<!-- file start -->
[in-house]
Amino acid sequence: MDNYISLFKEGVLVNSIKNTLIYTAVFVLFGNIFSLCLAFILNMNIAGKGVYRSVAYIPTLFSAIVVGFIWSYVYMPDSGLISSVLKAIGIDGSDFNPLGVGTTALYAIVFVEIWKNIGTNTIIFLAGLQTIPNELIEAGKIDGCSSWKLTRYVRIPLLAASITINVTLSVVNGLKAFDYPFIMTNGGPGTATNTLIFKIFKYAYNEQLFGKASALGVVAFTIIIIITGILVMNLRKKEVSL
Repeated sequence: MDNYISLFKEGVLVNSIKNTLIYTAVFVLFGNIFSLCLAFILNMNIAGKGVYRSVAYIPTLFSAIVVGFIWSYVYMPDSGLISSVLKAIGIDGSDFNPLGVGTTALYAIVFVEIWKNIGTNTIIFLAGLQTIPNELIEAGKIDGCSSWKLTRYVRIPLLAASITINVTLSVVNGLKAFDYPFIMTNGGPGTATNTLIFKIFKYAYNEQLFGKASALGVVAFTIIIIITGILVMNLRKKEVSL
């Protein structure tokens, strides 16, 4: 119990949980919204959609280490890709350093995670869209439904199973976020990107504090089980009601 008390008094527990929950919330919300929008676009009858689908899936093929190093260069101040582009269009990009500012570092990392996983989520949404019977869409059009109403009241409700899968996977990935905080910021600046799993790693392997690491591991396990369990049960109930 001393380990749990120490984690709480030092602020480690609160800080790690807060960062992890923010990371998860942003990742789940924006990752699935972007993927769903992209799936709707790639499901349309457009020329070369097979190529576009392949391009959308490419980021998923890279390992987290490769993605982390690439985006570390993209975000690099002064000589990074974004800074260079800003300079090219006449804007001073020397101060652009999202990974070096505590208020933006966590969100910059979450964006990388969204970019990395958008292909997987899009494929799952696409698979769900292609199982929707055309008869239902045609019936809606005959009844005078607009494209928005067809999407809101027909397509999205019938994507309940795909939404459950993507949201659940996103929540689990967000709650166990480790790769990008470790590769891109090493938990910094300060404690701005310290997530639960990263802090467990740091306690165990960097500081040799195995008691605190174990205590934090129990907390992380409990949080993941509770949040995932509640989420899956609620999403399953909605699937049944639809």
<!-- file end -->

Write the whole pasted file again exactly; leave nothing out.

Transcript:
[in-house]
Amino acid sequence: MDNYISLFKEGVLVNSIKNTLIYTAVFVLFGNIFSLCLAFILNMNIAGKGVYRSVAYIPTLFSAIVVGFIWSYVYMPDSGLISSVLKAIGIDGSDFNPLGVGTTALYAIVFVEIWKNIGTNTIIFLAGLQTIPNELIEAGKIDGCSSWKLTRYVRIPLLAASITINVTLSVVNGLKAFDYPFIMTNGGPGTATNTLIFKIFKYAYNEQLFGKASALGVVAFTIIIIITGILVMNLRKKEVSL
Repeated sequence: MDNYISLFKEGVLVNSIKNTLIYTAVFVLFGNIFSLCLAFILNMNIAGKGVYRSVAYIPTLFSAIVVGFIWSYVYMPDSGLISSVLKAIGIDGSDFNPLGVGTTALYAIVFVEIWKNIGTNTIIFLAGLQTIPNELIEAGKIDGCSSWKLTRYVRIPLLAASITINVTLSVVNGLKAFDYPFIMTNGGPGTATNTLIFKIFKYAYNEQLFGKASALGVVAFTIIIIITGILVMNLRKKEVSL
């Protein structure tokens, strides 16, 4: 119990949980919204959609280490890709350093995670869209439904199973976020990107504090089980009601 008390008094527990929950919330919300929008676009009858689908899936093929190093260069101040582009269009990009500012570092990392996983989520949404019977869409059009109403009241409700899968996977990935905080910021600046799993790693392997690491591991396990369990049960109930 001393380990749990120490984690709480030092602020480690609160800080790690807060960062992890923010990371998860942003990742789940924006990752699935972007993927769903992209799936709707790639499901349309457009020329070369097979190529576009392949391009959308490419980021998923890279390992987290490769993605982390690439985006570390993209975000690099002064000589990074974004800074260079800003300079090219006449804007001073020397101060652009999202990974070096505590208020933006966590969100910059979450964006990388969204970019990395958008292909997987899009494929799952696409698979769900292609199982929707055309008869239902045609019936809606005959009844005078607009494209928005067809999407809101027909397509999205019938994507309940795909939404459950993507949201659940996103929540689990967000709650166990480790790769990008470790590769891109090493938990910094300060404690701005310290997530639960990263802090467990740091306690165990960097500081040799195995008691605190174990205590934090129990907390992380409990949080993941509770949040995932509640989420899956609620999403399953909605699937049944639809």